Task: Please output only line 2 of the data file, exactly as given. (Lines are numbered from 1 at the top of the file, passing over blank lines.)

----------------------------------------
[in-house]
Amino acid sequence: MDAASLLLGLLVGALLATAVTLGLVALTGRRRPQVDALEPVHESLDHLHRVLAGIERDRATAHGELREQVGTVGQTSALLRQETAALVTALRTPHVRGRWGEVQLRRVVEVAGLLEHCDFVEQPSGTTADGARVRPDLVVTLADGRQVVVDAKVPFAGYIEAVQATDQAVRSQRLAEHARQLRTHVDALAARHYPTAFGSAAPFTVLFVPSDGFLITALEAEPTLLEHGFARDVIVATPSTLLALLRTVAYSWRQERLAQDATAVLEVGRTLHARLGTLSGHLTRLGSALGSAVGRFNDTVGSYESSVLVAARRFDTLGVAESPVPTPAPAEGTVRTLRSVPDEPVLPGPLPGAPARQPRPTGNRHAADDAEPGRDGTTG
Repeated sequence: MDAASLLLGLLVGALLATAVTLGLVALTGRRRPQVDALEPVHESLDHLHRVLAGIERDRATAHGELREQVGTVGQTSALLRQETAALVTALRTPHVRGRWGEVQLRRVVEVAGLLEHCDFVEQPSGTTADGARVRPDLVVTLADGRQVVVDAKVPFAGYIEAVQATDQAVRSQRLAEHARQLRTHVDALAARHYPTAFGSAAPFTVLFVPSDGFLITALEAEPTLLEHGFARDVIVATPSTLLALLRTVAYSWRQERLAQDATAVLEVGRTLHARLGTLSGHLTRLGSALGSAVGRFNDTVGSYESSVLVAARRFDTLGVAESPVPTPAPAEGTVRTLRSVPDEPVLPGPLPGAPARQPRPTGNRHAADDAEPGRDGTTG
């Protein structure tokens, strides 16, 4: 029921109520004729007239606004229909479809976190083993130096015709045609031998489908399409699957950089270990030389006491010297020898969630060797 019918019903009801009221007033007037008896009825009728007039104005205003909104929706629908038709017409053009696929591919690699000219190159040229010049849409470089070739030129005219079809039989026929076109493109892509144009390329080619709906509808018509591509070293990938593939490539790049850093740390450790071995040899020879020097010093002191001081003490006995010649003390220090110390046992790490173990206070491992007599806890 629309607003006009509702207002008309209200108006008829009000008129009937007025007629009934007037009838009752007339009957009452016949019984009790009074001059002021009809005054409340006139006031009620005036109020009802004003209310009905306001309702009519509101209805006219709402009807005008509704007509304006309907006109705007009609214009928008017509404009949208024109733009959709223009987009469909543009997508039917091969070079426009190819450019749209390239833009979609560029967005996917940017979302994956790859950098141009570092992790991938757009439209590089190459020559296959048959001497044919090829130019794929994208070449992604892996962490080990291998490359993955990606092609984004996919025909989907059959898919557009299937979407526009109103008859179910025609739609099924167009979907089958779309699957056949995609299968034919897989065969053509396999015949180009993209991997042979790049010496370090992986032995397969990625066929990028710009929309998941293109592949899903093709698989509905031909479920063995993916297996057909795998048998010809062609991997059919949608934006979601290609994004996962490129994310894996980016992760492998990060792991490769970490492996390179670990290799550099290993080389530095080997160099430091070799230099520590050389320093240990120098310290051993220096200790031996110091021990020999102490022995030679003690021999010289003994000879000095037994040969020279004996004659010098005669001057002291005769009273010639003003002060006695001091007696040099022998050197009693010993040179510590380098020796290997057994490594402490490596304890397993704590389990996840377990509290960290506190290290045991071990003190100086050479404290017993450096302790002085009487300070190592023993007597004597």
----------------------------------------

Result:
Amino acid sequence: MDAASLLLGLLVGALLATAVTLGLVALTGRRRPQVDALEPVHESLDHLHRVLAGIERDRATAHGELREQVGTVGQTSALLRQETAALVTALRTPHVRGRWGEVQLRRVVEVAGLLEHCDFVEQPSGTTADGARVRPDLVVTLADGRQVVVDAKVPFAGYIEAVQATDQAVRSQRLAEHARQLRTHVDALAARHYPTAFGSAAPFTVLFVPSDGFLITALEAEPTLLEHGFARDVIVATPSTLLALLRTVAYSWRQERLAQDATAVLEVGRTLHARLGTLSGHLTRLGSALGSAVGRFNDTVGSYESSVLVAARRFDTLGVAESPVPTPAPAEGTVRTLRSVPDEPVLPGPLPGAPARQPRPTGNRHAADDAEPGRDGTTG